Extending ISA in SBS 2003 [Windows Small Business Server 2003 Best Practices book excerpt]

Good morning SBSers!

I am the author of the Windows Small Business Server 2003 Best Practices book and each day I hold a virtual book reading! Today it’s a passage on extending ISA!

 

cheers…harrybbbb

Harry Brelsford, CEO at smb nation www.smbnation.com

Microsoft Small Business Specialist SBSC, MBA, MCSE, MCT, MCP, CNE, CLSE, CNP

PS – did u know I host a technology conference in the New York City area each spring? Save the date for March 6-8, 2009 and watch “voice meet data” in the SMB space!

PPS – my SBS 2008 book will be out in mid-November 2008!

PPPS – my Microsoft Response Point Primer book is here NOW!

Extending ISA Server 2000

In this section, you’ll learn two ways (among many) to extend the functionality of ISA Server 2000. Remember that my book will only take you so far (reader flames kindly ignored) with ISA Server 2000, and you need to purchase really thick books dedicated only to ISA Server 2000 (see the end of this chapter for some recommendations).

The two cool things you’ll do with ISA Server 2000 are to create a custom port opening and create alerts. That’s because these are tasks you might well perform in the real world of SBS.

Creating a Custom Port Opening

Much like the hostile student who might ask in the classroom, “why am I learning this?”, you might be wondering why you need this section. There are at least two reasons why you might need to know of custom port openings in ISA Server 2000 on your SBS network:

          Customer need. I’ve had numerous customer situations where a port needed to be open in ISA Server 2000 to allow a line of business appli­cation to function. These customer scenarios included:

          Manufacturing. This required a custom port opening to allow the manufacturer to access an Oracle-based enterprise resource plan­ning (ERP) database being hosted by an application service pro­vider (ASP). This required port 8000 to be opened.

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13-16

Section 4 SBS 2003 Premium Edition

                      Medical clinic. This client required specific port openings that allowed access to a medical practice software solution (based on the HIPPA compliance matter in the US).

                      Accounting practice. This accounting firm needed to extend basic terminal services functionality in conjunction with one of its client sites using Citrx MetaFrame. The issue here was to open MetaFrame-related ports (ports 1494, 1604 were opened; note port 3389 is opened in SBS when you elect to implement external Ter­minal Services functionality in the EICW).

 

          Extending native SBS functionality. This is a procedure that you’ll complete to “make whole” an example we’ve created via the SPRING­ERS methodology. You’ll recall that I promoted the possible use of Internet Mail Access Protocol (IMAP) e-mail in the Exchange and Outlook chapter (Chapter 6). The context was the fussy executive who

might need an alternative to Outlook Web Access (OWA) and would thus use Outlook Express with IMAP-based e-mail (don’t laugh as I’ve seen this happen!). So please complete the following procedure to open port 143 to support IMAP version four (IMAP4).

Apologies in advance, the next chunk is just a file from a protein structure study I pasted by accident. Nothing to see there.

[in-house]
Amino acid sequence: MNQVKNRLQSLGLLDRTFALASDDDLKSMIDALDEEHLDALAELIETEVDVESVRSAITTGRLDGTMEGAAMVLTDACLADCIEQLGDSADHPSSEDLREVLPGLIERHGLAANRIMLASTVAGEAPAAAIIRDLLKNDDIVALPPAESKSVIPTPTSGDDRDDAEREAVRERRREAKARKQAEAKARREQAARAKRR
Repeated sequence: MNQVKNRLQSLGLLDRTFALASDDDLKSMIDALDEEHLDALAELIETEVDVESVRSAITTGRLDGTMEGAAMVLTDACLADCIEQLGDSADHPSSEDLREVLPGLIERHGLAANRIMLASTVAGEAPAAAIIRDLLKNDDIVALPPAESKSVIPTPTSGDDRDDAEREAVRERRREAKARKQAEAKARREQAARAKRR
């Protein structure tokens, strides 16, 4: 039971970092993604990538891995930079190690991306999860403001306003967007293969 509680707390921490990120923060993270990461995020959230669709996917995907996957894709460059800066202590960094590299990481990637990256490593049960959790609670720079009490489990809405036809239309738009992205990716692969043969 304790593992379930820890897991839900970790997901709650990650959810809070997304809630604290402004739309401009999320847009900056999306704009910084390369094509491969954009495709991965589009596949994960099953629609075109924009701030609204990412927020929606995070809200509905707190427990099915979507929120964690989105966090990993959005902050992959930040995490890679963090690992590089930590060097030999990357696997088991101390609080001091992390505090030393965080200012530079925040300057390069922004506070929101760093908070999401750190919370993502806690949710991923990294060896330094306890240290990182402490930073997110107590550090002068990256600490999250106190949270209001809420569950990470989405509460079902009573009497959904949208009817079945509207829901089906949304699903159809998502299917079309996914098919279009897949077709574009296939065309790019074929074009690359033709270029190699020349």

1                    Log on as Administrator using the password Husky9999! on SPRINGERS1.

2                    Click Start, Server Management (assuming you added the ISA Man­agement snap-in into the Server Management console as per above) and highlight ISA Management. Otherwise click Start, All Pro­grams, Microsoft ISA Server, ISA Management to launch the ISA Management Microsoft Management Console (MMC).

3                    Expand Servers and Arrays.

4                    Expand SPRINGERS1.

5                    Expand Access Policy.

6                    Right-click IP Packet Filters and select New, Filter.

7                    Type IMAP Port Opening in the IP packet filter name field on the Welcome to the New IP Packet Filter Wizard page. Click Next.

8                    Select Allow packet transmission on the Filter Mode page. Click Next.

 

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9. On the Filter Type page, select Custom and click Next.

 

10.       Complete the Filter Settings page similar to Figure 13-14 where you have created a TCP port for both directions using port 143 for the local and remote fixed port. Click Next.

 

11.       Select the Default IP addresses for each external interface on the ISA Server computer option on the Local Computer page and click Next.

 

12.       Select All remote computers on the Remote Computers page and click Next.

 

13.       Click Finish on the Completing the New IP Packet Filter Wiz­

 

ard page. Figure 13-14

This page is where the heavy lifting occurs to open the custom port.

BEST PRACTICE: Because this wizard was native to ISA Server 2000 and not SBS 2003, there is no “here” link to add the configuration information (Step 13 above) to your network notebook. But you

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can select the text with your mouse and press Ctrl-C and then paste

it to a text editor, such as WordPad with the Ctrl-V keystroke.

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